At his sixth and (boy does he hope) final appearance before the La Jolla Development Permit Review Committee (DPR) on Feb. 20, applicant Hamid Liaghat did what he was asked and walked through precisely how he would stage construction for his dream house on a 22,000-square-foot lot directly north and adjacent to 7520 Hillside Drive.
His project was initially approved by DPR and forwarded to the La Jolla Community Planning Association (LJCPA) for ratification, but the LJCPA felt that the City’s mitigated negative declaration (MND) — a document describing a project’s environmental impacts — was incomplete because it did not address all concerns raised by residents.
At this Rec Center meeting, Liaghat laid out his plans for parking all employee and construction vehicles, and storing all materials on site. He promised that all new sewer-line work would occur on site. And he agreed to have weekly meetings with the neighbors to see if they had any complaints. He honored almost every request made of him by the committee and public except one.
“Is your project manager going to be there every day?” asked neighbor Barbara Majure. “Because if somebody isn’t there, who’s going to police all the people except a few workers who don’t speak English?”
Laighat said hiring a full-time site supervisor was an unnecessary expense when one who splits his or her time among many projects would suffice. “Sometimes, you’ve got only two people there or one guy there,” Liaghat said. “We do our best to comply, but I don’t want to create a rope and you guys hang me later. Please do not ask me to do something that nobody has asked.”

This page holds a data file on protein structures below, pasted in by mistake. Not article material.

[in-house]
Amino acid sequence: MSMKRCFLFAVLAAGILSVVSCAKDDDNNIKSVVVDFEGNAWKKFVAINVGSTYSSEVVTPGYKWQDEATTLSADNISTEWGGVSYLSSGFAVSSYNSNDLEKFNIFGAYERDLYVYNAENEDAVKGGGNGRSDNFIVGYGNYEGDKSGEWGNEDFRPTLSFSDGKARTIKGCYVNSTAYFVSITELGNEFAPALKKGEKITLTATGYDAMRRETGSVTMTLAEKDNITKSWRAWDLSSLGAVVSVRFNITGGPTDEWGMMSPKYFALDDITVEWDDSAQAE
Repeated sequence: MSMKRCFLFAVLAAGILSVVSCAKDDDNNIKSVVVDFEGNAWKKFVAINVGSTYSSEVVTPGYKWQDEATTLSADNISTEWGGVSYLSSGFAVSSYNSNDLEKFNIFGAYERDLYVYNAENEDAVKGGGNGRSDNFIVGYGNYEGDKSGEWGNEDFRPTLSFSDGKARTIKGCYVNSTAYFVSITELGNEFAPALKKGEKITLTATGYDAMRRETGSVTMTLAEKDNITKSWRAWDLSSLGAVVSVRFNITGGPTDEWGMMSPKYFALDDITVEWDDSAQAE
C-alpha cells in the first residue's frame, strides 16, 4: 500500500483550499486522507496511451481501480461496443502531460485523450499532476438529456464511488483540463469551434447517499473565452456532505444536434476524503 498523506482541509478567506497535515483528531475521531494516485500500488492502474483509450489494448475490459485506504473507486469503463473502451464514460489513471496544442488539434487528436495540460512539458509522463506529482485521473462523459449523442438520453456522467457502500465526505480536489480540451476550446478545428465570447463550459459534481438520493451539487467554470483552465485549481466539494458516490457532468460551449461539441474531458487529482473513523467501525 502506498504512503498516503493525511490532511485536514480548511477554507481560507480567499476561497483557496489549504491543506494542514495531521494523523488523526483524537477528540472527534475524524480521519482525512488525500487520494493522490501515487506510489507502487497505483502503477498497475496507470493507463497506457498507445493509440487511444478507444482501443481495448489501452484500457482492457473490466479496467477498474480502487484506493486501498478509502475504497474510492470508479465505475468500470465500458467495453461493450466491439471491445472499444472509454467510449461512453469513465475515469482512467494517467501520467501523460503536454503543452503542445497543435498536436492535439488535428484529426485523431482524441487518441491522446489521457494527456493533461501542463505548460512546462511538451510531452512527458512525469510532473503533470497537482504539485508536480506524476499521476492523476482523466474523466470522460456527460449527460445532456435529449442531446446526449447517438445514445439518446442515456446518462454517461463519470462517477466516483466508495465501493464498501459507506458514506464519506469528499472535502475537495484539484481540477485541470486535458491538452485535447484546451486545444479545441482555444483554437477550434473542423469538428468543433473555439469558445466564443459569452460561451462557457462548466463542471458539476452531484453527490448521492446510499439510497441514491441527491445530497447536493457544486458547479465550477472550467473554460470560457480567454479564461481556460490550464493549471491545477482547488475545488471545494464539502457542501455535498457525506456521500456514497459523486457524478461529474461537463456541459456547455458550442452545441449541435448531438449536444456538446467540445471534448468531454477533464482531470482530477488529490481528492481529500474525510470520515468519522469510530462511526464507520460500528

As a concession to Liaghat’s myriad concessions, DPR chair Brian Will cut off public comment and agreed to accept the engineer’s proposal that he act as his own site’s supervisor. Since he’s currently living only a five-minute drive from the proposed construction site, Liaghat agreed to give his cell number out to every one of his neighbors who could possibly be affected by a construction issue, which the committee agreed was adequate.
DPR trustee Mike Costello, echoing the committee’s opinion, said he believed Liaghat was a good man who would honor all his promises, but that it would also be helpful to have those promises in writing. However, Will did not want to impose them as conditions on DPR’s recommendation to LJCPA. Instead, he had Liaghat spell his promises out, in marker, on his exhibits in front of the group.
After Liaghat bent over to do that, literally and figuratively, DPR unanimously voted to send its approval onto the LJCPA. This was followed by loud applause from the committee.
“Holy moly, that was a workout!” Will said.
Amplifying the sense of relief, Hillside Drive citizen activist Diane Kane — Liaghat’s biggest opponent on the committee — indicated her approval of the applicant’s mitigations by hugging him. “I think he has proven that he can handle it,” she said.